How-To Edit JPEG Files | Popular Photography

How-To Edit JPEG Files

Adjustment layers and masks let you fine-tune your JPEGs to make the most of your photos.

How-To-Edit-JPEG-Files

How-To-Edit-JPEG-Files

Debbie Grossman

So you didn't shoot RAW, and your photo's got some problem areas. If you can't take the picture again, you can still fix it. By doing repairs on Adjustment Layers, users of Adobe Photoshop and Photoshop Elements can use masks to designate which areas to fix and which to leave alone. Sound hard? It's not.

In the original image, the blacks and the shadows are fine, but the sky and the foreground are washed out. Since they're not equally bright, you can't fix all of them with one global correction. The dogs could use a bit more contrast, too.

Click here to launch the step-by-step instructions on editing JPEG files.

Quick tip

Want to reuse a mask? Hold down Alt (Option), then click on the mask you want to copy (your image will show your mask in b&w). Hit Ctrl (Command) + A to select it, then Ctrl (Command) + C to copy. Click the mask on the layer you want to put it on, and hit Ctrl (Command) + V to paste. Click on the layer thumbnail to show your image again.

step1.jpg
  1. Make Your First Adjustment Layer. Find your Layers palette and click on the New Adjustment Layer button to select your first adjustment. We’ll use Curves for all of these fixes. Elements users: you won’t be able to pick Curves, but try Levels to make your changes.

Debbie Grossman

step2.jpg
  1. The Sky Comes First. The sky comes first. Sample a point on the sky by clicking on it while holding down Ctrl (Command on a Mac) on your keyboard. Then hit the down arrow key to darken the sky until you like the result. Don’t worry about the rest of the image going dark. Click OK.

Debbie Grossman

step3.jpg
  1. When you create an Adjustment Layer, Photoshop automatically adds a mask (circled). This is great, because it saves you having to create one yourself. Paint on the mask to make sure only what you like is showing.

Debbie Grossman

step4.jpg
  1. Since you’re masking a smallish area, it’ll be much easier to cover up the whole Curves Adjustment Layer and then bring back what you like. To hide all the changes, type D to make sure the default colors are selected (that’s white as the foreground color, black as the background). Then hit Ctrl + Backspace (Command + Delete on a Mac) to fill the mask with black (circled).

Debbie Grossman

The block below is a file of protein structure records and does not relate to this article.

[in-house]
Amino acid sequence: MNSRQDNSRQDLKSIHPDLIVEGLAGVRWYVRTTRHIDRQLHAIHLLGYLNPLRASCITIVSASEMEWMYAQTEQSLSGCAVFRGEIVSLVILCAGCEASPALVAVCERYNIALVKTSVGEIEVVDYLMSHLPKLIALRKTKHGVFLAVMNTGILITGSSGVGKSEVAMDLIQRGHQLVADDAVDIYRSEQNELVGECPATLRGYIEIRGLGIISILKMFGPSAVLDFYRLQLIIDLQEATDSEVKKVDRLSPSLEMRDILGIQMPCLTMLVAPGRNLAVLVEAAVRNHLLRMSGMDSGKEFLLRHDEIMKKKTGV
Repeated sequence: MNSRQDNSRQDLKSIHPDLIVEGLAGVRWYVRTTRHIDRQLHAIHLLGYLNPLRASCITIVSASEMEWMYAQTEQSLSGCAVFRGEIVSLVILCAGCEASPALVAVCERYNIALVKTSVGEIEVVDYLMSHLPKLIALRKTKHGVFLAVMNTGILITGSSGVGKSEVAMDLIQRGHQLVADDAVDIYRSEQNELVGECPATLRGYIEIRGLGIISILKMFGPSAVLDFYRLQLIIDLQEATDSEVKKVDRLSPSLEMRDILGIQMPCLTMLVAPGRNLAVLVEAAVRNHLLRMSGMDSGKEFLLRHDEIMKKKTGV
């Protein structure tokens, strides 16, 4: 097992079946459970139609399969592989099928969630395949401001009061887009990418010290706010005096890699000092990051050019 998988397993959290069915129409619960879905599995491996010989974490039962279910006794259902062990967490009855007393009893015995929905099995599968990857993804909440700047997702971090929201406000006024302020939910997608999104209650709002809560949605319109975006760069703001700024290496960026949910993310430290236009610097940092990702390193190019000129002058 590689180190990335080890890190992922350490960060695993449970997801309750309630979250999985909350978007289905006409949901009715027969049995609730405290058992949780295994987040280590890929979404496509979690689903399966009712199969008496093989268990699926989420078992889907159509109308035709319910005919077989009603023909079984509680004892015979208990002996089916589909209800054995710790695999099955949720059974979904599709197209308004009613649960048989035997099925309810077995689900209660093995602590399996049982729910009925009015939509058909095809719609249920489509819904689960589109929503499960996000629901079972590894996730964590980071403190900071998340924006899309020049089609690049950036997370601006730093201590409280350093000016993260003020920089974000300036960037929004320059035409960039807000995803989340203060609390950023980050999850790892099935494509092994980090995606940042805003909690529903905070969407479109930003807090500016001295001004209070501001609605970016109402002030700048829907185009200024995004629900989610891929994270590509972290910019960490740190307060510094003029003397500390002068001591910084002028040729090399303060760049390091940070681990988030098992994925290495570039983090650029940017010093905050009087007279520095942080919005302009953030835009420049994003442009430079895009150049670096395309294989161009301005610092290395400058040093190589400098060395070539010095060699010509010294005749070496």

step5.jpg
  1. Get your paintbrush ready. Hit B to choose it. Slide the Hardness all the way down to zero. A really soft brush is key to saving time and letting you get pretty sloppy with your selections. Since it produces a feathered edge, you won’t have to be super precise, as you would with a Lasso or the Pen tool. A big size (600 pixels in this case) will reveal the fixed sky more quickly.

Debbie Grossman

step6.jpg
  1. Since the mask is filled in with black, painting with white (circled) will reveal what’s on the Adjustment Layer. Think of the mask as a window—the black is dirt and white is cleaning fluid, letting you see through it. Make sure your mask is selected (you can tell by the little black bars surrounding it), and paint with white onto the sky.

Debbie Grossman

step7.jpg
  1. Check out your Mask in the Layers Palette: As you paint with white, the icon shows a mini-map of your work. The beauty of masking is that if you uncover too much, you can easily cover it back up again. The trees went dark along with the sky, but that works. What doesn’t work so well is darkening of the woman’s head. So zoom in on it. Then type X to make the foreground color black. Shrink your brush (but keep it soft). Then paint to lighten her head up again.

Debbie Grossman

step8.jpg
  1. The dog in the foreground is the next issue: He’s blending in way too much and needs more contrast. Zoom in on him. Then make a new Curves Adjustment Layer. Sample his nose, then tap your down arrow key to darken. Now Sample a midtone area, like the part of his white fur that’s in shadow, and tap your up arrow key to brighten. Click OK.

Debbie Grossman

step9.jpg
  1. Once again, your whole image looks screwed up. But redo step 4 to cover your changes with black, then revisit steps 5, 6, and 7 to reveal the fixed dog. This time, choose a smaller brush, but keep it soft. The added contrast worked well on this dog, so zoom in and reveal it on the other three.

Debbie Grossman

step10part2.jpg
  1. One more problem: The bright green grass in the foreground draws the eye out of the picture. To tone it down, make a final Curves Adjustment Layer. Grab the top end of the curve and pull it down. Click OK, fill with black, get a big brush, and reveal the grass.

Debbie Grossman

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